Responding to a Critic

the top score at a dart game

Missing the bull's eye—something critics are often guilty of. ... (Photo credit: Wikipedia)

Criticism is a tricky thing: most people like to give it, but few like to receive it. I’ve often been a visitor to each of those camps, and I find myself there again now.

In response to my recent post Mormons Refuse to Give Straight Answers, I received several comments in opposition, but one of them stands out as a good example of a bad critique, featuring two common mistakes: making claims without providing supporting evidence, and entering a discussion without having a good working knowledge of the subject matter.

I won’t reproduce the entire critique here, because it’s quite long, but you can view it at the end of the above-referenced column. I will, however, be sure to point out specific portions to back up my claims.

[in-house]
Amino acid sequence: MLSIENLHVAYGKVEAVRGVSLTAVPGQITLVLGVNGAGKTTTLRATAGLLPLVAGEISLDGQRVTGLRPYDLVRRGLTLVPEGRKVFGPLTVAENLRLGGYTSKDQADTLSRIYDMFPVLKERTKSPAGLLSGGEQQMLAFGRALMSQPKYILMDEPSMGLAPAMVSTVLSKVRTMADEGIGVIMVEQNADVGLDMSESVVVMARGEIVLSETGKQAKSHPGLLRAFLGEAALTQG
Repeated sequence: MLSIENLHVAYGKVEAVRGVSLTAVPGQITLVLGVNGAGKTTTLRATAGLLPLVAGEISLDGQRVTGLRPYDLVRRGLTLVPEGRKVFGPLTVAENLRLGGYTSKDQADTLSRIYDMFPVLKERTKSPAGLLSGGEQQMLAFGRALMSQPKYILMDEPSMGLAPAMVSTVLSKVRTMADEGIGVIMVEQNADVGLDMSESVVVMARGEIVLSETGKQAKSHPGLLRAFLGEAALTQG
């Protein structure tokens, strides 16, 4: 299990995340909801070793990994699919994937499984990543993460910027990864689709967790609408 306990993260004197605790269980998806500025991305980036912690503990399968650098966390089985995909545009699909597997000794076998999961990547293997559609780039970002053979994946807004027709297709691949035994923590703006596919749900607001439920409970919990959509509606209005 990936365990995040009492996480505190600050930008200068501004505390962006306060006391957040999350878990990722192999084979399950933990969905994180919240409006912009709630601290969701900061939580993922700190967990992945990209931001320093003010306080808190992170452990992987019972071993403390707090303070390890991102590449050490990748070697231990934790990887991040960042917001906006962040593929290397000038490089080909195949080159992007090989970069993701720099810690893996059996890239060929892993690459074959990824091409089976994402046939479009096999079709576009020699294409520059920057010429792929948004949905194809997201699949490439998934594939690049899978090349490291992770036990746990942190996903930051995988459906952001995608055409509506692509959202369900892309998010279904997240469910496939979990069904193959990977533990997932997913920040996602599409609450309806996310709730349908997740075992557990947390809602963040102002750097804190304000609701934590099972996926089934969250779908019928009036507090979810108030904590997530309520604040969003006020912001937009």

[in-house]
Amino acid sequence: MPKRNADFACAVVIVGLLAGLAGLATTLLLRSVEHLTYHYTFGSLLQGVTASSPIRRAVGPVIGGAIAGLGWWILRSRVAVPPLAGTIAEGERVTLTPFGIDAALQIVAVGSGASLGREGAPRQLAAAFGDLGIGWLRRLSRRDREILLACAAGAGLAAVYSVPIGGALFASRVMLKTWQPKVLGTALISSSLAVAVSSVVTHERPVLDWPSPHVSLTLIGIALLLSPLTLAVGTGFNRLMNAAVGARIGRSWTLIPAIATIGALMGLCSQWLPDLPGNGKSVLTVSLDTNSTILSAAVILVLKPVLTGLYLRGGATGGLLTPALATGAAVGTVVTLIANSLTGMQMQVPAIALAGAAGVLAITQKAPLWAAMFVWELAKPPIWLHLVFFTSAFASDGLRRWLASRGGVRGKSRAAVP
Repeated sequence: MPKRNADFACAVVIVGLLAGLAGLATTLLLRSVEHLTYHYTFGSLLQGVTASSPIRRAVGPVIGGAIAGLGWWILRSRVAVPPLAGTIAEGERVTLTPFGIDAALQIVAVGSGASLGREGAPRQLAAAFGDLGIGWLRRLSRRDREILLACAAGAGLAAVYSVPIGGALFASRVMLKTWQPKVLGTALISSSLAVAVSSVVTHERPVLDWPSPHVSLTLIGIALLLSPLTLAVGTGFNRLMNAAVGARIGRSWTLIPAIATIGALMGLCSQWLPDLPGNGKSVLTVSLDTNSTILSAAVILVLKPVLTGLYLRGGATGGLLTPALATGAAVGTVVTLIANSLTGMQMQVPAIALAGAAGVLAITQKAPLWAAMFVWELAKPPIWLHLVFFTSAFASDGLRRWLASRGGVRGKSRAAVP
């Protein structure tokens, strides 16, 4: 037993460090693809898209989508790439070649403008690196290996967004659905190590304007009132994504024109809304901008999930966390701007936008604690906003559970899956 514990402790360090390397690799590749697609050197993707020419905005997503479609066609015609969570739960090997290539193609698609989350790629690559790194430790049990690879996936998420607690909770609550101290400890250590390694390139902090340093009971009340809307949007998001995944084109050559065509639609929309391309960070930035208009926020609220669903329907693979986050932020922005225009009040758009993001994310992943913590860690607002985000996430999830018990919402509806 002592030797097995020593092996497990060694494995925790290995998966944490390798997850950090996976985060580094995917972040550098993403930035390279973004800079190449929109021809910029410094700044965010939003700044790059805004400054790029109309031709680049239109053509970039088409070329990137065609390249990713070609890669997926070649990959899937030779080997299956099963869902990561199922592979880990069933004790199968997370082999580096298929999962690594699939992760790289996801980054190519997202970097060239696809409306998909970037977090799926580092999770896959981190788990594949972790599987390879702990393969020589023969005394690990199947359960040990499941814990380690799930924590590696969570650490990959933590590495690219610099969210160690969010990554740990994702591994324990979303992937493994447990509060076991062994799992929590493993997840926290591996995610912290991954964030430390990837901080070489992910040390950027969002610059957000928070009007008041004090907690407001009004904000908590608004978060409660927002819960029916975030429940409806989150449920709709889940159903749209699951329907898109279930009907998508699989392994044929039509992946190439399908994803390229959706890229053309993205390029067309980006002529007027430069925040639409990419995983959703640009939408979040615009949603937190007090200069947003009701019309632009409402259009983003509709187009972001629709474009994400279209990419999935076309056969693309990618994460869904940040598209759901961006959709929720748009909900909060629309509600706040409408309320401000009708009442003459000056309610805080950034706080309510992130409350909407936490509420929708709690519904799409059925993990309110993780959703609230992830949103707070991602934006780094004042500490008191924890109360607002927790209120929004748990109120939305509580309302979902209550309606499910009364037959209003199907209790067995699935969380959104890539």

My critic, who referred to himself only as Jared, began his comments by complimenting me on some of my less controversial writings before getting to the harsher stuff. Here’s an early example:

Chief of my concerns, is the apparent lack of sensitivity and respect you have for those who have differing beliefs. You come across not as confident in your beliefs but as arrogant and condescending.

He then, of course, goes on to give a grand total of zero examples of how I come across as insensitive, disrespectful, arrogant and condescending. I’m sure he views me in these ways, but his failure to back up his assertions doesn’t help me to correct any wrongs I may have committed, and leaves him looking like nothing more than someone who disagrees with me on a purely visceral level and has nothing legitimate to add to the conversation.